Article

Biomechanical forces in atherosclerosis-resistant vascular regions regulate endothelial redox balance via phosphoinositol 3-kinase/Akt-dependent activation of Nrf2.

Center for Excellence in Vascular Biology, Department of Pathology, Brigham and Women's Hospital and Harvard Medical School, Boston, Mass 02115-6110, USA.
Circulation Research (Impact Factor: 11.09). 10/2007; 101(7):723-33. DOI: 10.1161/CIRCRESAHA.107.152942
Source: PubMed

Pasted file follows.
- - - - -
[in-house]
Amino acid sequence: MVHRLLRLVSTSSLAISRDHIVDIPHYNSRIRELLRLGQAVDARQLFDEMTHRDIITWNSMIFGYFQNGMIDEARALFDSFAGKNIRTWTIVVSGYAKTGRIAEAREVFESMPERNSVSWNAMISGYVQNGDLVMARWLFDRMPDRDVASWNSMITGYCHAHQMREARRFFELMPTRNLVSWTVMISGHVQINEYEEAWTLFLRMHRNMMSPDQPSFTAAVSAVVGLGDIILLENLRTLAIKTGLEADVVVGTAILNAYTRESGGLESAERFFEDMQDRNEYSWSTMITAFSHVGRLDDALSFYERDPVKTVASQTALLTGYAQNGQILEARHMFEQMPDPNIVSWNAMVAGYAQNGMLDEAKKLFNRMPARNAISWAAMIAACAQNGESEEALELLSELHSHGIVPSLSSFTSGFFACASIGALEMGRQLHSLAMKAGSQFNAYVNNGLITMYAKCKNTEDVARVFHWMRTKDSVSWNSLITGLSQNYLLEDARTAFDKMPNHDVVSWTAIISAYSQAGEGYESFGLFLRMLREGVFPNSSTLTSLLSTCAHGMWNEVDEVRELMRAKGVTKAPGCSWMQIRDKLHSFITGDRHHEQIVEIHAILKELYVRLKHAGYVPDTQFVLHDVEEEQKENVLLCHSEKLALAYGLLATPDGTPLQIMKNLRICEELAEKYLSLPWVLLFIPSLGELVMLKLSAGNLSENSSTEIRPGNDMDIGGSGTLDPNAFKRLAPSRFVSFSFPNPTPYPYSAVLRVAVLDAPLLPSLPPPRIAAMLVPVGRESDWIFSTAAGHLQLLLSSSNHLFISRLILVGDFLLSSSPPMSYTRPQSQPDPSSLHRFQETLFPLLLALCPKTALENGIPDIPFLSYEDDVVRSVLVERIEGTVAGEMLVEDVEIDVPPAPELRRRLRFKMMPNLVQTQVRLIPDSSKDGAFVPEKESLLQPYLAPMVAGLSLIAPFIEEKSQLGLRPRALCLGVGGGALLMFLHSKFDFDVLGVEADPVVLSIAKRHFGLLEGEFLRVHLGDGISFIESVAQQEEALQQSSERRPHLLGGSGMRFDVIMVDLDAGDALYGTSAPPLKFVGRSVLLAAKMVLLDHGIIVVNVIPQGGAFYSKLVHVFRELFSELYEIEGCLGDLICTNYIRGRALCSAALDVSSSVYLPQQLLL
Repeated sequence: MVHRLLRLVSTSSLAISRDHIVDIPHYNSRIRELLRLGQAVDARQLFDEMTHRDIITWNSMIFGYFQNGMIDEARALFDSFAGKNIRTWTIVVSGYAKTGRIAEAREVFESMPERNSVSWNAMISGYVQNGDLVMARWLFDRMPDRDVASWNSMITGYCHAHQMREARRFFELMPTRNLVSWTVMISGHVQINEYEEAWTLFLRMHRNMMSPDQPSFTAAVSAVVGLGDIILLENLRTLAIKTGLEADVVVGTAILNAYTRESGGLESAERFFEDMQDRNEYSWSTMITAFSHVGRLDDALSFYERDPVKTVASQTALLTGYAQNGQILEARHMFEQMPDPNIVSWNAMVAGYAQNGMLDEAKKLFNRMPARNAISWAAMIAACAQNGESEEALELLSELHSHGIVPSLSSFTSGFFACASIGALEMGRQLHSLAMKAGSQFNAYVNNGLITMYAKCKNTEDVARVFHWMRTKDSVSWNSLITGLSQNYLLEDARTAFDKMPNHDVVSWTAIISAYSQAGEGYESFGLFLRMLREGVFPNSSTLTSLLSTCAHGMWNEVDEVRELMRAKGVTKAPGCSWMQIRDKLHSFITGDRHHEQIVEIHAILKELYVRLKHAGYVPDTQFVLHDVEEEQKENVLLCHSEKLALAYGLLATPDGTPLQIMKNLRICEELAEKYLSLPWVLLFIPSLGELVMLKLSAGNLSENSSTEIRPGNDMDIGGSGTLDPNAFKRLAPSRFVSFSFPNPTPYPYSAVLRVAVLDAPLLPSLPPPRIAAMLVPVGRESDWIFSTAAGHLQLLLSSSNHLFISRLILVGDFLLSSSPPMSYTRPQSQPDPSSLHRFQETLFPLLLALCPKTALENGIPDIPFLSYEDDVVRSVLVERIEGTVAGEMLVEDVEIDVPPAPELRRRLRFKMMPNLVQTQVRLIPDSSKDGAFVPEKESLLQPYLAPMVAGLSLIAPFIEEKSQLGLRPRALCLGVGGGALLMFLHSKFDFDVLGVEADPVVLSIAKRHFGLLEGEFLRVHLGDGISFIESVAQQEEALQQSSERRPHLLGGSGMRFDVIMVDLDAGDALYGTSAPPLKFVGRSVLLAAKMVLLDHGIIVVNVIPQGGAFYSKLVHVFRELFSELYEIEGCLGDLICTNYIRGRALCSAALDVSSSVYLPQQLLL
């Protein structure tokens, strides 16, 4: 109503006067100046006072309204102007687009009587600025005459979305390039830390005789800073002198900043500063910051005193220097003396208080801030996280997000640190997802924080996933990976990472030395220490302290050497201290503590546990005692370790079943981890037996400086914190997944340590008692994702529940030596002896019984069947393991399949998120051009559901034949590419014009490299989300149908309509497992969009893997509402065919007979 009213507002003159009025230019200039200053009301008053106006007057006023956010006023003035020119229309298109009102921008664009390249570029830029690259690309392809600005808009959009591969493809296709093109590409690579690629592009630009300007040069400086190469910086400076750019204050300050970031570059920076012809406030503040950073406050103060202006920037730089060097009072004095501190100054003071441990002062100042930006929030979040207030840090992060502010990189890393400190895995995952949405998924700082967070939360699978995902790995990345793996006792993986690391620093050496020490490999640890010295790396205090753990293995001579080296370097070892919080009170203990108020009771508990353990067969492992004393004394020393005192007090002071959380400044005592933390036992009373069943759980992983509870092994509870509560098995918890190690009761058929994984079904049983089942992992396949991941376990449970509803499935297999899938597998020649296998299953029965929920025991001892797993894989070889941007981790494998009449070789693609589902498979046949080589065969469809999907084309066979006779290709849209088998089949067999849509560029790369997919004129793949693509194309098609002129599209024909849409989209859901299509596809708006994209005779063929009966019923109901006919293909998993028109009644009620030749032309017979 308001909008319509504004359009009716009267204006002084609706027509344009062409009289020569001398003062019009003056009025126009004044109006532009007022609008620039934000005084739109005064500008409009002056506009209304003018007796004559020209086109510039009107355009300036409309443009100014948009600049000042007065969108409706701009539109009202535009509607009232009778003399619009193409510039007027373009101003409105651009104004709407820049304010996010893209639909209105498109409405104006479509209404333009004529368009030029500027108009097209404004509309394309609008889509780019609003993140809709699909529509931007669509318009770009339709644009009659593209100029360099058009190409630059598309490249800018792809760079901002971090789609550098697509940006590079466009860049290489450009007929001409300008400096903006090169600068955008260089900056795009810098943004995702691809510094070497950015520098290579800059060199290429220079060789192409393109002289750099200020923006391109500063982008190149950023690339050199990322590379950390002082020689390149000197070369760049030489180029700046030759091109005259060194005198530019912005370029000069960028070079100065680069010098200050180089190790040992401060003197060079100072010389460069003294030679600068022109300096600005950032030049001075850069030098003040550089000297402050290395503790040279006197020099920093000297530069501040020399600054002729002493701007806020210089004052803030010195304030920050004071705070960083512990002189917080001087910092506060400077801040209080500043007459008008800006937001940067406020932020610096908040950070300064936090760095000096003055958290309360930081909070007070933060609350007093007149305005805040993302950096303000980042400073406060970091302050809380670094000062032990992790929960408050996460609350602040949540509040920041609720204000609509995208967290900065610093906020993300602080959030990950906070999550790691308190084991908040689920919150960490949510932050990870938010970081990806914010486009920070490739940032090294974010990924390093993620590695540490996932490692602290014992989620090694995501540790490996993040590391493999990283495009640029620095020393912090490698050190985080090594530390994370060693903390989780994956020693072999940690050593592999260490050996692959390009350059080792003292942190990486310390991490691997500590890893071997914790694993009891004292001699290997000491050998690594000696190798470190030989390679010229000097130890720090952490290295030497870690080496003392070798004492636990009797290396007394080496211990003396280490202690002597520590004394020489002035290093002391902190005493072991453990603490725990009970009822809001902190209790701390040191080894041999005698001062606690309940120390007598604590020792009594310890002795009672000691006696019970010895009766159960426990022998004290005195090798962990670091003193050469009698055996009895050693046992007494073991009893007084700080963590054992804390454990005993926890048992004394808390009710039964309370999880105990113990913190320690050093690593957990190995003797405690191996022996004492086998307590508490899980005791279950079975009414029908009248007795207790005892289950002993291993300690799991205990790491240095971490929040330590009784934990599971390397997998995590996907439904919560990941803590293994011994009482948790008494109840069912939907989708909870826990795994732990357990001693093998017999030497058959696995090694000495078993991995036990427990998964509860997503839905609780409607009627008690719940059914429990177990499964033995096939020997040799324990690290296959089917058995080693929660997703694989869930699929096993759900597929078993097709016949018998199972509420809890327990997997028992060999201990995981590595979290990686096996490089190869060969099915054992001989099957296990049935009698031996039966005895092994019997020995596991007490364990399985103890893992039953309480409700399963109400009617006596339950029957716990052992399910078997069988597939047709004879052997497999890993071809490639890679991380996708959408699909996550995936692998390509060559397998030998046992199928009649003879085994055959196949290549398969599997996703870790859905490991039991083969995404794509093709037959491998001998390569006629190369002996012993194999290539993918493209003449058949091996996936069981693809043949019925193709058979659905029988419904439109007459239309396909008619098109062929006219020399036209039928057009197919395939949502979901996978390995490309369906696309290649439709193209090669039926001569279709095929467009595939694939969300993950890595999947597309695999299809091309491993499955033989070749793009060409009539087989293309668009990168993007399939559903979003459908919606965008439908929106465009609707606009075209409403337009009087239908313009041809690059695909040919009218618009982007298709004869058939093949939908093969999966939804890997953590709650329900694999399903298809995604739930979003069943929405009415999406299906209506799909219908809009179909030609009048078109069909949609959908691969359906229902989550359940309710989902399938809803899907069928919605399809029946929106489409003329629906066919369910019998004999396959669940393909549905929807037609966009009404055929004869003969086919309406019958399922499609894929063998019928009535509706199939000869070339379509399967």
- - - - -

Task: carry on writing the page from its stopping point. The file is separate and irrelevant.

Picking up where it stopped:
ABSTRACT Local patterns of biomechanical forces experienced by endothelial cells (ECs) in different vascular geometries appear to play an essential role in regulating EC function and determining the regional susceptibility to atherosclerosis, even in the face of systemic risk factors. To study how biomechanical forces regulate EC redox homeostasis, an important pathogenic factor in atherogenesis, we have cultured human ECs under 2 prototypic arterial shear stress waveforms, "atheroprone" and "atheroprotective," which were derived from 2 distinct vascular regions in vivo that are typically "susceptible" or "resistant" to atherosclerosis. We demonstrate that atheroprotective flow decreases EC intracellular redox level and protects ECs against oxidative stress-induced injury. To identify the molecular mechanisms that control this cellular response, we examined several major oxidative/antioxidative pathways and found that atheroprotective flow upregulated certain antioxidant genes and strongly activated the transcription factor Nrf2. Using a strategy of small interfering RNA inhibition of Nrf2 expression combined with genome-wide transcriptional profiling, we determined the downstream targets of Nrf2 activation and identified Nrf2 as a critical determinant for the changes in endothelial redox balance exerted by atheroprotective flow. In addition, we showed that atheroprotective flow activates Nrf2 via the phosphoinositol 3-kinase/Akt pathway, and this activation occurs differentially in atherosclerosis-resistant and atherosclerosis-susceptible regions of the mouse aorta. Taken together, our data demonstrate that hemodynamic forces present in atherosclerosis-resistant and -susceptible regions of the vasculature differentially regulate EC redox state and antioxidant potential. These alterations in redox homeostasis are primarily the result of the phosphoinositol 3-kinase/Akt-dependent activation of Nrf2 and its downstream transcriptional targets.

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